A very big part of the problem is that the whole transformation is left so utterly inexplicable that it comes across as merely arbitrary. It happens far too quickly to be believable. It feels much more like "Well, we have to get rid of Kes somehow, so let's make her transform into energy and lots of rippling light." Kes' bizarre abilities escalate over the course of the hour. First she can move objects like hyposprays with her mind, and before long she's manipulating objects on molecular, sub-molecular, and finally sub-sub-molecular levels. The technobabble remains thankfully light, but this still isn't really interesting in story terms.
The problem is that the episode doesn't tell us what this means to any of the characters. There are far too many non-reactions to Kes' extreme powers. I think a big part of the problem was time constraints. There simply isn't enough screen time for both subplots to work—I was far too engaged in the Seven of Nine story to care about Kes' story, which was too underdeveloped. Another problem is that since none of the characters really know what Kes is going through or why (Kes isn't even sure, and I doubt the writers really were either) they have no basis to act. That's fine in itself, but the episode zooms through the plot so quickly that it's never evident many people care what's going on, assuming they're even aware of it. That I don't think is fine.
There's one scene with Neelix and Kes that looks like it's headed for a genuine, revealing payoff, but it ends with a dumb joke instead. (Why did we break up? Oh, it was the cooking!) The serious discussion should've prevailed, but the creators took the easy way out, which left me irritated. Closure here would be nice, but we sure don't get it.
The final act has a reasonable scene between Janeway and Kes, which gives the episode enough of a "goodbye" feeling without going into maudlin excess. But there's also an "action" finale where Kes has to make it to the shuttle bay before she finishes her transformation cycle (or whatever it is), destroying Voyager in the process. This is fairly dumb and clichéd; I could've done without it entirely. Kes' departure is underwhelming precisely because the plot depicting it is merely a means to an end and little more. The unfinished scene with Neelix and the intentionally vague and perfunctory nature of Kes' transformation highlights exactly the sort of thing that has held the character back for the past three seasons—and it's unfortunate.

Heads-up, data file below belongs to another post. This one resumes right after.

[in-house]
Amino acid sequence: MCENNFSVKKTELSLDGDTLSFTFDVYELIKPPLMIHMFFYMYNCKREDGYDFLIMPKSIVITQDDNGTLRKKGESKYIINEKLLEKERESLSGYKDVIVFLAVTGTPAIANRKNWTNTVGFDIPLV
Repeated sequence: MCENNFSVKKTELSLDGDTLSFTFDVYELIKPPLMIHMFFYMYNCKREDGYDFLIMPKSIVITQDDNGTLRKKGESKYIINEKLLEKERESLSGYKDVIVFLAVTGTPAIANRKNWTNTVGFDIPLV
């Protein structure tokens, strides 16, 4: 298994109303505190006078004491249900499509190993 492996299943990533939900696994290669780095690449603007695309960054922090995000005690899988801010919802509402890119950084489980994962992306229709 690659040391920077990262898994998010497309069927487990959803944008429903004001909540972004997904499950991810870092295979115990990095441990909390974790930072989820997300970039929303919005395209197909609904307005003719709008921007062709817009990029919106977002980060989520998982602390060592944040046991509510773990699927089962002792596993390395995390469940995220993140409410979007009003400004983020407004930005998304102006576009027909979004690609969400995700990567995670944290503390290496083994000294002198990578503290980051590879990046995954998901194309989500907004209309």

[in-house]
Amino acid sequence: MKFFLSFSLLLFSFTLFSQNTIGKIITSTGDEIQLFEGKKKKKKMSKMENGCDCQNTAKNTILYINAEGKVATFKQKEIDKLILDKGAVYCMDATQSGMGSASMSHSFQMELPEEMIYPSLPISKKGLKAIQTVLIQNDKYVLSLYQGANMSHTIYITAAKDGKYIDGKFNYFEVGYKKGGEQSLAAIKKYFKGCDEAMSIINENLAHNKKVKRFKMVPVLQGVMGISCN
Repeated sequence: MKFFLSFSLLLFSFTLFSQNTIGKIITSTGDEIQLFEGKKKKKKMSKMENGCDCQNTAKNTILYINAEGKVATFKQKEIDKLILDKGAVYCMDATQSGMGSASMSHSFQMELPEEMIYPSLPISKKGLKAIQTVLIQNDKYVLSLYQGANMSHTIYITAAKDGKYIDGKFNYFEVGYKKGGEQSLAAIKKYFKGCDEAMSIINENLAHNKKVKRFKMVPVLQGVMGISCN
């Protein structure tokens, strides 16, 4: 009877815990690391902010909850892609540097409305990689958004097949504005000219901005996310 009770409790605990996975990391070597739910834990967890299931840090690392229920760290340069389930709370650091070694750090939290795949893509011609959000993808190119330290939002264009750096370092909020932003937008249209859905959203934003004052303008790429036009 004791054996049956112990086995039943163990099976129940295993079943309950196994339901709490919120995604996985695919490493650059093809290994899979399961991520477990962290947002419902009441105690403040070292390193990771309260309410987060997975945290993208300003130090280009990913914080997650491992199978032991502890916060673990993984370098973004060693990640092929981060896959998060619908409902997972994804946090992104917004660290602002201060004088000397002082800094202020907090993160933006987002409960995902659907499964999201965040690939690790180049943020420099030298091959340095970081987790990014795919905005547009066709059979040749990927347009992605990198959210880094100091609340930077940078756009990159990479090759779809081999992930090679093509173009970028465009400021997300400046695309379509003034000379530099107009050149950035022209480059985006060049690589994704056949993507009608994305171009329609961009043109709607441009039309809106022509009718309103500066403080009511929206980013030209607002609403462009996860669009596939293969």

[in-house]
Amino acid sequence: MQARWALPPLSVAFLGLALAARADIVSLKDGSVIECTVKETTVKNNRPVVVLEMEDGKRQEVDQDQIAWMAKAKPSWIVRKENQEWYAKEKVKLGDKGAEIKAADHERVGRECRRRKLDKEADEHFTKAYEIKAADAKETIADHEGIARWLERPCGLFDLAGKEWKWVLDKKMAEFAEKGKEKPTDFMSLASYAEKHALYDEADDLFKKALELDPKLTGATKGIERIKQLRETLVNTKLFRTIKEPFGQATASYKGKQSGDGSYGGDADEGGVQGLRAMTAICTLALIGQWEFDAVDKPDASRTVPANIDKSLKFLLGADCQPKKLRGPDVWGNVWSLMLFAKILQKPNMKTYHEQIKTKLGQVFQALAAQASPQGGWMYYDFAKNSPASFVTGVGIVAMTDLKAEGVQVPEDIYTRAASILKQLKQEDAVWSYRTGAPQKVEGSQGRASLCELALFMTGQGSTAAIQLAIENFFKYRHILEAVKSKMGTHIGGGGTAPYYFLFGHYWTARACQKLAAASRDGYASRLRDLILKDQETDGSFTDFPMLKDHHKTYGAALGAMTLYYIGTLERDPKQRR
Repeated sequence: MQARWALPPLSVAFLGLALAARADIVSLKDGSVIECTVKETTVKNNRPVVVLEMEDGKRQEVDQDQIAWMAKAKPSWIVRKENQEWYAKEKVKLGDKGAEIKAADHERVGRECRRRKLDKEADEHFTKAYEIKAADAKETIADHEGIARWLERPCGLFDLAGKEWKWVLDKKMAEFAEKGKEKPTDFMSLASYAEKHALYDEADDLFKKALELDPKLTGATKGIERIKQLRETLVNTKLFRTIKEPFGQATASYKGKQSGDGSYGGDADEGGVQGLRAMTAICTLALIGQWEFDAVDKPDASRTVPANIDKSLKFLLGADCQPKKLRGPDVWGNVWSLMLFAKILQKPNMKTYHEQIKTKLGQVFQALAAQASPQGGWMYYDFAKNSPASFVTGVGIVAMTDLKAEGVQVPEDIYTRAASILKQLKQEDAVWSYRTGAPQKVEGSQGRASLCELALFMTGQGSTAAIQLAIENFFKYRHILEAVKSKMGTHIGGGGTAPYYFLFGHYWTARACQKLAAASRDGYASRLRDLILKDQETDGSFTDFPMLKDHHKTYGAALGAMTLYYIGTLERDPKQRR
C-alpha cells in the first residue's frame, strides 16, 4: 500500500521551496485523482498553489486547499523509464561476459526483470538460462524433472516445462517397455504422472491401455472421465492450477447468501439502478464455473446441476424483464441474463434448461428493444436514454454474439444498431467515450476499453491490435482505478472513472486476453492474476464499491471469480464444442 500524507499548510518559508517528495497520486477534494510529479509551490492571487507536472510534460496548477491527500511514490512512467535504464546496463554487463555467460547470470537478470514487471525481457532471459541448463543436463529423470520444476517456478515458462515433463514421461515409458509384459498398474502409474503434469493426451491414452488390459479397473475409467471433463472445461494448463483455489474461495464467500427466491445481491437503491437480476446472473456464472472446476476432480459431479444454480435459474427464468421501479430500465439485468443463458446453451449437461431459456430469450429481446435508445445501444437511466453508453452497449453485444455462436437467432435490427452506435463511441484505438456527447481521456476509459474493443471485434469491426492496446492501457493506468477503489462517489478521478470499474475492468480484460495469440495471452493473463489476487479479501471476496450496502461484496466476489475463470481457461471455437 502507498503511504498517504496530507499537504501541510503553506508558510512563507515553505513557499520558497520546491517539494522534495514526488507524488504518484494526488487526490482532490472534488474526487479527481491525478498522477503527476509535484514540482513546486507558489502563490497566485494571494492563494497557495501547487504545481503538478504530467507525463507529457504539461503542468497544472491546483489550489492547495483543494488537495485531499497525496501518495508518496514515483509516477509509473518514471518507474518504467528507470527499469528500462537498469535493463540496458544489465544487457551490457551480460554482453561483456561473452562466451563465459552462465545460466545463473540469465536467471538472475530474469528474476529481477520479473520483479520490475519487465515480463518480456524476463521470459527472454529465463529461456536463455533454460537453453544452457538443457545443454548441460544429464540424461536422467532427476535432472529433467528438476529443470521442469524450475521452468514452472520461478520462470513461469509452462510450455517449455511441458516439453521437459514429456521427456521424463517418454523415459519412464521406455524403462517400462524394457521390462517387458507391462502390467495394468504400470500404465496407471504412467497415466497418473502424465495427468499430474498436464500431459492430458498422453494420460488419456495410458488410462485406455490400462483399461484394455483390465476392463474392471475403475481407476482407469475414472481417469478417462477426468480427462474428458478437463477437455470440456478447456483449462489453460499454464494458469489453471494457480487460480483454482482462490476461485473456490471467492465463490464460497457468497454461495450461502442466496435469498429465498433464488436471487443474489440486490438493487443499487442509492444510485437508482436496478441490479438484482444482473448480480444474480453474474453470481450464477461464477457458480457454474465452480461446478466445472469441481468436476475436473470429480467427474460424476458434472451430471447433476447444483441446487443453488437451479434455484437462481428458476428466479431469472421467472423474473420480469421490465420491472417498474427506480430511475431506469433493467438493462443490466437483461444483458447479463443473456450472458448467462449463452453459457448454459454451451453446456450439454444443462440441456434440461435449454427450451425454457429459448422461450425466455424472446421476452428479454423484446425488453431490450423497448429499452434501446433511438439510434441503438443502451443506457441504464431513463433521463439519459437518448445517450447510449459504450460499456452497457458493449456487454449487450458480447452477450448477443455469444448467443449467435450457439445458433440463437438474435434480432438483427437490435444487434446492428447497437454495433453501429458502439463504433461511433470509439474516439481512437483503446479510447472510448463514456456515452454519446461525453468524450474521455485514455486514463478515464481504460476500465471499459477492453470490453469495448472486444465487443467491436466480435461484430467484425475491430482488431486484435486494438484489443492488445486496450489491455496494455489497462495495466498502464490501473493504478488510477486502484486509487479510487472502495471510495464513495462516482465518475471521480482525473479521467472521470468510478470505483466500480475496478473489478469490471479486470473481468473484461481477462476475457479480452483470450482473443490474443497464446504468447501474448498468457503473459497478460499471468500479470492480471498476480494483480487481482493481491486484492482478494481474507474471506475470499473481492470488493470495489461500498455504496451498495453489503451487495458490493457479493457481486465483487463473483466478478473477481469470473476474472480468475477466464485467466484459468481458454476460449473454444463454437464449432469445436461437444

Ah, but there is Kes' "gift," which has some reassuring implications. She accelerates the ship to a very fast speed which puts the Voyager safely beyond Borg space—taking 10 years off the journey. I have some logistic problems with Kes' newfound abilities—it seems awfully magical and convenient—but such complaints are ultimately unimportant. The shortening of the journey could mean a lot in the upcoming season. It could give the Voyager crew some new hope, and it will also hopefully invigorate the feeling that Voyager is truly exploring the Delta Quadrant. Time will tell.
So Jennifer Lien as Kes leaves Star Trek: Voyager, and overall she goes quietly. Quiet has its merits. Closing the episode is a fabulous tracking shot of Tuvok alone in his quarters holding a candle. It's poignant and visually impressive. The special effects enhance the meaning: just one person who will ponder the fate of his friend—very nice. It's too bad Kes' farewell wasn't this aptly handled throughout.
Next week: When stranded in the coldness of space, will Tom and B'Elanna be heating things up? And will Voyager lose its second shuttlecraft in as many episodes? The suspense is killing me...